Time to move. The propaganda machine won handedly. Meanwhile the interior of BC increasingly resembles the gutted out world of Detroit.


BC Mary said...

It's difficult to believe that this election result is really what British Columbia wanted.

It's not as if they aren't aware, by now, of what Gordo has done.

This must be what British Columbians wanted.


Anonymous said...


The premier has said once again stated tonight on Global that the budget numbers are not going to change.

How can he get away with that type of comment when a number of people are begining to state that the numbers are not credible?

I for one recall the days of the "fudget budget" from the NDP. It seems as though we are seeing Campbell do his own fudging of the budget.

I hope that people and the media hold him accountable.

off-the-radar said...

watch for massive cuts to provincial government employees in Victoria under the guise of an aging civil service. Don't worry though, keep reading Canwest, "services will be protected" . . . and privatized.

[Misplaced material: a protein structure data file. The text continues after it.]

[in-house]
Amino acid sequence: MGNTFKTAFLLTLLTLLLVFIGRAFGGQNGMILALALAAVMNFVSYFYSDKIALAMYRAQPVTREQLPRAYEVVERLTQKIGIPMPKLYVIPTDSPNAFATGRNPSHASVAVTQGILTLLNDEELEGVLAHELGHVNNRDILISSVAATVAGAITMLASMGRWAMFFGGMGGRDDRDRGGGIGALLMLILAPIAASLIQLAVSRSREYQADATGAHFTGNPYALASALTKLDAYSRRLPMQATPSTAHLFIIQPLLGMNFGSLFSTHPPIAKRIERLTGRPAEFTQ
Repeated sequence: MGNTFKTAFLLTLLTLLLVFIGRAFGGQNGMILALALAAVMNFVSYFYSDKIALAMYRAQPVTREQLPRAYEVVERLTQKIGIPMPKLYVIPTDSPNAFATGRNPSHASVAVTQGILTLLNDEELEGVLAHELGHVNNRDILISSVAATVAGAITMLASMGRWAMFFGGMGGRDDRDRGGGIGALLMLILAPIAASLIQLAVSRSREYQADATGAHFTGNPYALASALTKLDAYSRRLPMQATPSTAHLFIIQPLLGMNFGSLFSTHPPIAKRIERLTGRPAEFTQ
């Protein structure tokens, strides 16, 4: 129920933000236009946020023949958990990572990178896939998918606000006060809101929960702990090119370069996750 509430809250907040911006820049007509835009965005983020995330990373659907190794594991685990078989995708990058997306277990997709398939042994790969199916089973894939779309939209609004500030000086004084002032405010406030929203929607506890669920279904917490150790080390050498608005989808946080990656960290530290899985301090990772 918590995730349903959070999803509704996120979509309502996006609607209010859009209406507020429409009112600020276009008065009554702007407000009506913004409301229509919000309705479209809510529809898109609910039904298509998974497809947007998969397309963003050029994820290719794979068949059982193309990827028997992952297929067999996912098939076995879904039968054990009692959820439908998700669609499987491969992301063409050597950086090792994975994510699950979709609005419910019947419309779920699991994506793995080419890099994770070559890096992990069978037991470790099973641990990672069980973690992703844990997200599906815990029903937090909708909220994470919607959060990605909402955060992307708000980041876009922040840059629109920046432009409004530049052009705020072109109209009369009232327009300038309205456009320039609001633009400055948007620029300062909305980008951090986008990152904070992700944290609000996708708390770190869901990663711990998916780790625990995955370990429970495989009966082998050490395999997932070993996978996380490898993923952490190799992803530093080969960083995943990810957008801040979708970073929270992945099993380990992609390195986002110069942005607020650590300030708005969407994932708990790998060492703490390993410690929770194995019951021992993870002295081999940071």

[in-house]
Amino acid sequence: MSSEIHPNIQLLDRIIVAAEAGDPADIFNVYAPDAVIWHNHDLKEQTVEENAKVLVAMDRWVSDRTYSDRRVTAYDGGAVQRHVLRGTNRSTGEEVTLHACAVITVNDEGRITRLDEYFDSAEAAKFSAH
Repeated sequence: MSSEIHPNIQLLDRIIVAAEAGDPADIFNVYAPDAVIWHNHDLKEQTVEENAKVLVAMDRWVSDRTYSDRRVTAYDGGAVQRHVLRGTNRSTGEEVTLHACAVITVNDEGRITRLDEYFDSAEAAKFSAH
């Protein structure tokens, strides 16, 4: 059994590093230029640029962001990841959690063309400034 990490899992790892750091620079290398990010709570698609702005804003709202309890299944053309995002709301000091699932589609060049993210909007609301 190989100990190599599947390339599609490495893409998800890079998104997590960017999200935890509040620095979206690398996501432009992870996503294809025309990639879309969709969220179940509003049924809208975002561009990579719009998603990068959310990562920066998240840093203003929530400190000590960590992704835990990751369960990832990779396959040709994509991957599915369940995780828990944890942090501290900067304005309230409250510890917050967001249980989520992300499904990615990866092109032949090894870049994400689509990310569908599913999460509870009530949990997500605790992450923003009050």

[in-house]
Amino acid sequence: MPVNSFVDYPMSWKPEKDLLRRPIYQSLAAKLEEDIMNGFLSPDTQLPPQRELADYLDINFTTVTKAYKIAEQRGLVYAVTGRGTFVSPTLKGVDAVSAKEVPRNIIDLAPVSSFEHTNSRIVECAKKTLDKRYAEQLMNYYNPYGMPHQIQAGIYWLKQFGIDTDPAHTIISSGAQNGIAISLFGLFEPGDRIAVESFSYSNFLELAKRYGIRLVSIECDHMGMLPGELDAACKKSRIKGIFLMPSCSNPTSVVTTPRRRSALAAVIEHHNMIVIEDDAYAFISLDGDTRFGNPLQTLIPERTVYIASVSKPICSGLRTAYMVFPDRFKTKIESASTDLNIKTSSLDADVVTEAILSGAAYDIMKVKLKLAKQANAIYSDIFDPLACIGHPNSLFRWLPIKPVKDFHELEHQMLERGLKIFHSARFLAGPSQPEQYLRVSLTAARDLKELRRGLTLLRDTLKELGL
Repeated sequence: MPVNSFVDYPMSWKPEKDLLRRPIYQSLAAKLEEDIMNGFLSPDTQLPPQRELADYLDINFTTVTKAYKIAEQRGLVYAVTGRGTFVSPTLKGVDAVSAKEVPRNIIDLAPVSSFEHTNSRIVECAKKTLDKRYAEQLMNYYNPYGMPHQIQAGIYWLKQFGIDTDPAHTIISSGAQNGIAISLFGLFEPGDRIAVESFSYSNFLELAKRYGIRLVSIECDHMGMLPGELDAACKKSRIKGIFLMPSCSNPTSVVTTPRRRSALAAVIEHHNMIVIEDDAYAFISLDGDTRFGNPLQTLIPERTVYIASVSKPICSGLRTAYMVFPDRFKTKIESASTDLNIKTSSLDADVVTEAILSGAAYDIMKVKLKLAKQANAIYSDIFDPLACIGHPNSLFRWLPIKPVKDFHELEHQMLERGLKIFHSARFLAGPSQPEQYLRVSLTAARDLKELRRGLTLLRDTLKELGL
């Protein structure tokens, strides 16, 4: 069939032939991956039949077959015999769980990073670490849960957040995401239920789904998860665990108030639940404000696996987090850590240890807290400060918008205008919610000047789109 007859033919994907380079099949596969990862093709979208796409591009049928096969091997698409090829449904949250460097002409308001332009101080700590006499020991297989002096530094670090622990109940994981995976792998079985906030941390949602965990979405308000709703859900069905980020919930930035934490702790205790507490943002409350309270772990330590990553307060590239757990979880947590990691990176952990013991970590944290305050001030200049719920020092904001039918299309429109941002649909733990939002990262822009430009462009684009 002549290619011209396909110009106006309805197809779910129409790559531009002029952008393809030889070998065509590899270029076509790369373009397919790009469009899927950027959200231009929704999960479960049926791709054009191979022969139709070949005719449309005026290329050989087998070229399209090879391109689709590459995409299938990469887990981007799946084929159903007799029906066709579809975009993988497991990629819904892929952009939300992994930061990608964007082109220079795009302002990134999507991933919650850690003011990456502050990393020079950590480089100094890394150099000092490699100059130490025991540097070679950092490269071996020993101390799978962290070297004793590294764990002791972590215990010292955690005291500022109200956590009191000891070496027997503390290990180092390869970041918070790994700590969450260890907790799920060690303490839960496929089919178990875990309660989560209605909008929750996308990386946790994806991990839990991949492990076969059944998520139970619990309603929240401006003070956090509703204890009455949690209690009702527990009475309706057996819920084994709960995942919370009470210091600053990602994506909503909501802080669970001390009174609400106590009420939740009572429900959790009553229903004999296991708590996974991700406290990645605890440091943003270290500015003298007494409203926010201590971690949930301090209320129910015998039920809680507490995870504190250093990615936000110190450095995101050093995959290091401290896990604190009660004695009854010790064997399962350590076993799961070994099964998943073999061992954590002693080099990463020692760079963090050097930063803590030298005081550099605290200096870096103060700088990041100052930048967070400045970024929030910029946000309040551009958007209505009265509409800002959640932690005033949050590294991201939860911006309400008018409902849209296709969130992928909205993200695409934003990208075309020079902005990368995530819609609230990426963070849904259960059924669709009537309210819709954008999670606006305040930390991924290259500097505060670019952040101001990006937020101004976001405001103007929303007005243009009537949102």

Gee, that's worked so well with hospital cleaning staff, hospital food, senior care and the massive sell out of our rivers to General Electric and incredible ecosystem destruction.

DPL said...

We get the government we vote for as the old saying goes. Too bad that the numbers who bothered to vote was less than 53 percent.

Whay happens now? well Saint Gordo has morphed from King Gordo and has a free hand to do just what he wants to do. Has he broken any promises yet? What will he be selling this month? How many kids will die in poverty in this rich province? How many single parents will do without , to keep the children at least partially healthy? Let the big circus continue. Does Gordo care about the less advantaged without the ability to support his visions? Of course he doesn't. He reminds me of a fast buck, third rate used car salesman and by God it works for him.

Latest number on the STV No vote was over 60 percent so lets let it die for at least awhile

kootcoot said...

"I hope that people and the media hold him accountable."You are joking or being facetious, right?